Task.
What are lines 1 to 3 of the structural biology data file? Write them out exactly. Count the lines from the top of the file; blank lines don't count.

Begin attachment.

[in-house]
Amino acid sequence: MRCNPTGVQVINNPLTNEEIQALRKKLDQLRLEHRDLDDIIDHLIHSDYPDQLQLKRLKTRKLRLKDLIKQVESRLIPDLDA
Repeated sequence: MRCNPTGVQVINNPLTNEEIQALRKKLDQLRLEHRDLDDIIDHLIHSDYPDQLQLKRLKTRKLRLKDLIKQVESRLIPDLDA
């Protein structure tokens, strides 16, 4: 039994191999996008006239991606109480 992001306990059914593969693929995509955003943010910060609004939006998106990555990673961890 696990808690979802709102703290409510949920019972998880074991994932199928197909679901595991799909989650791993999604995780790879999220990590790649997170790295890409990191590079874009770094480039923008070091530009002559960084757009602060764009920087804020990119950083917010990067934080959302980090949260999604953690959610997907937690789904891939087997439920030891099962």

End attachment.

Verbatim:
[in-house]
Amino acid sequence: MRCNPTGVQVINNPLTNEEIQALRKKLDQLRLEHRDLDDIIDHLIHSDYPDQLQLKRLKTRKLRLKDLIKQVESRLIPDLDA
Repeated sequence: MRCNPTGVQVINNPLTNEEIQALRKKLDQLRLEHRDLDDIIDHLIHSDYPDQLQLKRLKTRKLRLKDLIKQVESRLIPDLDA